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Tranchell Early Notables (pre 1700)


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Tranchell Early Notables (pre 1700)



Outstanding amongst the family at this time was Paganus Trenchard of Hordhill; John Trenchard (1586-1662), an English politician who sat in the House of Commons, Member of Parliament for...

Another 29 words (2 lines of text) are included under the topic Early Tranchell Notables in all our PDF Extended History products and printed products wherever possible.

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The Great Migration


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The Great Migration



The unstable environment in England at this time caused numerous families to board ships and leave in search of opportunity and freedom from persecution abroad in places like Ireland, Australia, and particularly the New World. The voyage was extremely difficult, however, and only taken at great expense. The cramped conditions and unsanitary nature of the vessels caused many to arrive diseased and starving, not to mention destitute from the enormous cost. Still opportunity in the emerging nations of Canada and the United States was far greater than at home and many went on to make important contributions to the cultures of their adopted countries. An examination of many early immigration records reveals that people bearing the name Tranchell arrived in North America very early:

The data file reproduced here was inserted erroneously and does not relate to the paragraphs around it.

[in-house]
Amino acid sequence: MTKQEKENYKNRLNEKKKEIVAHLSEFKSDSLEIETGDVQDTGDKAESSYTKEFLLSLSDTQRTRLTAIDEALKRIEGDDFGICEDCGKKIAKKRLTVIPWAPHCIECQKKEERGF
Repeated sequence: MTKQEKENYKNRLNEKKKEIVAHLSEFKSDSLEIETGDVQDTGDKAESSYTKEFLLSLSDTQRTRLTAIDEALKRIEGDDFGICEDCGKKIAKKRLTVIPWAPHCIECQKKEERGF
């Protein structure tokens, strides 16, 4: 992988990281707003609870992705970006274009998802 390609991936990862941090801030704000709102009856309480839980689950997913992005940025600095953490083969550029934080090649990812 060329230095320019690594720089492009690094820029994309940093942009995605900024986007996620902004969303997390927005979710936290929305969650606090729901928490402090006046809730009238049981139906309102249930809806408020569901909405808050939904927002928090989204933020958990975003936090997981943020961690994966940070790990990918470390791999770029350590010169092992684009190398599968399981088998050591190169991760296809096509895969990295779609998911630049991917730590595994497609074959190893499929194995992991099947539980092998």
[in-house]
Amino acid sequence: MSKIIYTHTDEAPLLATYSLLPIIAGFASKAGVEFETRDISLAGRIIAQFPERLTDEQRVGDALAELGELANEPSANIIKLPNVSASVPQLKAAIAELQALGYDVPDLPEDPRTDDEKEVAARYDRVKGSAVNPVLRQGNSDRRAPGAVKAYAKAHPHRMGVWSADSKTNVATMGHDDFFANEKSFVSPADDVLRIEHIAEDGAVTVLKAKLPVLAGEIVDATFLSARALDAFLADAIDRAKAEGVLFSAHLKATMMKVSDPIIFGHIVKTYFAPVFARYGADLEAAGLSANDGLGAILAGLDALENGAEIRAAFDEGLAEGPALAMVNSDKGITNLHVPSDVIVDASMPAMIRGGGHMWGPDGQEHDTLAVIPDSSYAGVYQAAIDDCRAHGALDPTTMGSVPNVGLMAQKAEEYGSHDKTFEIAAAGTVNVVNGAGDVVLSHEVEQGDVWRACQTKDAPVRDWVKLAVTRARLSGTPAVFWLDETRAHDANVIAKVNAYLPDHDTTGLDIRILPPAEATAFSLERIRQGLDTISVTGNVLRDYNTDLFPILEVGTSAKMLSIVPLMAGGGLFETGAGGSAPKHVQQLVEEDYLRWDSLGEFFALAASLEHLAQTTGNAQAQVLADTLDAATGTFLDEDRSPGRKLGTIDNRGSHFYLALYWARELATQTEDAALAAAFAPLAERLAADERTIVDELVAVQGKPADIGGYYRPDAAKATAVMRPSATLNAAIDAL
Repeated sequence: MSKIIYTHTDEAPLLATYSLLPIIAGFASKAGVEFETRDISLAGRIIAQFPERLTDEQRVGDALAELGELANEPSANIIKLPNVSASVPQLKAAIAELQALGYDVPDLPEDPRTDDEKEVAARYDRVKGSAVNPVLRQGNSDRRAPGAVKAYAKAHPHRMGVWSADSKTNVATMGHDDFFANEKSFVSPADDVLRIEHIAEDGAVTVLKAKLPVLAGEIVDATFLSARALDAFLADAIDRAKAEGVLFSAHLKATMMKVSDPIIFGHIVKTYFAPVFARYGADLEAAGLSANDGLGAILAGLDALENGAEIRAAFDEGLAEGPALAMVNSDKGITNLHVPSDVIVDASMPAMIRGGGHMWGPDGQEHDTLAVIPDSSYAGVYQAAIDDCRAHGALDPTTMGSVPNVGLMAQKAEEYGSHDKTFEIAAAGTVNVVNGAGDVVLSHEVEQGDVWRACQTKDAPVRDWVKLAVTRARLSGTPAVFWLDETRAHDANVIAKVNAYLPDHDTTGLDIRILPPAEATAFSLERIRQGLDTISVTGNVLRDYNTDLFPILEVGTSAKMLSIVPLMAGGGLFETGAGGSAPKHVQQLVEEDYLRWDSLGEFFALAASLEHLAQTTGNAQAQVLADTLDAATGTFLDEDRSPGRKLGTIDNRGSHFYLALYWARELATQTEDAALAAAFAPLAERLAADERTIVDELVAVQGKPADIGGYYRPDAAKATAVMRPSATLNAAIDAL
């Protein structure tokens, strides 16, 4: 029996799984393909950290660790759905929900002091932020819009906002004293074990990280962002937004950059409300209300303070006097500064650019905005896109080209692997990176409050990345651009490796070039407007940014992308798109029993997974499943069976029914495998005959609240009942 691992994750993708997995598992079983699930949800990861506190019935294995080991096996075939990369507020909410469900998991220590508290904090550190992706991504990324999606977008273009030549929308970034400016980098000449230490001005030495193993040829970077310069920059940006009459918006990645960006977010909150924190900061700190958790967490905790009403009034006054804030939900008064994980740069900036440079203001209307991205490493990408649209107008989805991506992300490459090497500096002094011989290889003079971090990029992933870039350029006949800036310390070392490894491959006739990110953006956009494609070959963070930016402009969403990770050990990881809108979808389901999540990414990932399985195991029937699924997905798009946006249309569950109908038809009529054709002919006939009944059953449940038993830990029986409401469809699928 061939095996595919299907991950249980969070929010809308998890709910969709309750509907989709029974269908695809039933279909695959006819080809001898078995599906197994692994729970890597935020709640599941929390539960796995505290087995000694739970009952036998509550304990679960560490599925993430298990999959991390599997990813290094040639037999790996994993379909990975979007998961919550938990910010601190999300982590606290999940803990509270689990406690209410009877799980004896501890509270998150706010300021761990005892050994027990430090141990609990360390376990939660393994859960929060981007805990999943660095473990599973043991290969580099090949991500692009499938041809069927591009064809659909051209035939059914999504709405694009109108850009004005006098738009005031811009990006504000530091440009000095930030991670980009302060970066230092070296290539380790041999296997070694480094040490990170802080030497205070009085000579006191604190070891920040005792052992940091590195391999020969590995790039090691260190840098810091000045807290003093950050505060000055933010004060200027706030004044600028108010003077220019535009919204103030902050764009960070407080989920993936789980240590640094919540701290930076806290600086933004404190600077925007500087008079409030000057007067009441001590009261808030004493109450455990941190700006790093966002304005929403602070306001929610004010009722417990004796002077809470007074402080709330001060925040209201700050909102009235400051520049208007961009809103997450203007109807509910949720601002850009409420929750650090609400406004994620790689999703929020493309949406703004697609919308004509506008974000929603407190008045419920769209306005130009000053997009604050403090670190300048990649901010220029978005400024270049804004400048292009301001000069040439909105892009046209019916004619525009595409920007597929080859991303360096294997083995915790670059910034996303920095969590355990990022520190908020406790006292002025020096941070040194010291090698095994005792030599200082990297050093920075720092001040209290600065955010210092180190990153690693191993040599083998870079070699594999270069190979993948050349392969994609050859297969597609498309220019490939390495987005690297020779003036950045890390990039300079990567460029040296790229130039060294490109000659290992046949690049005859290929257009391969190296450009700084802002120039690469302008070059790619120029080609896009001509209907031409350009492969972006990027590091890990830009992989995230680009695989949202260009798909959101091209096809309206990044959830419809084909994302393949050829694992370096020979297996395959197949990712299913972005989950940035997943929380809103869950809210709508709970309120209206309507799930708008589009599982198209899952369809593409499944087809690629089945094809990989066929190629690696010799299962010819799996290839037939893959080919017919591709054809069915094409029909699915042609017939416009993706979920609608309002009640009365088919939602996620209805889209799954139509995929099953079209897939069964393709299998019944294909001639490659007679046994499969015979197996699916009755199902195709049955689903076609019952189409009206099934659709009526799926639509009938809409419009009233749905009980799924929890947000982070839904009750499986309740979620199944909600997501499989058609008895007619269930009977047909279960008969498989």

Tranchell Settlers in United States in the 19th Century

  • Carl Johan Tranchell, who arrived in New York, NY sometime between 1802 and 1841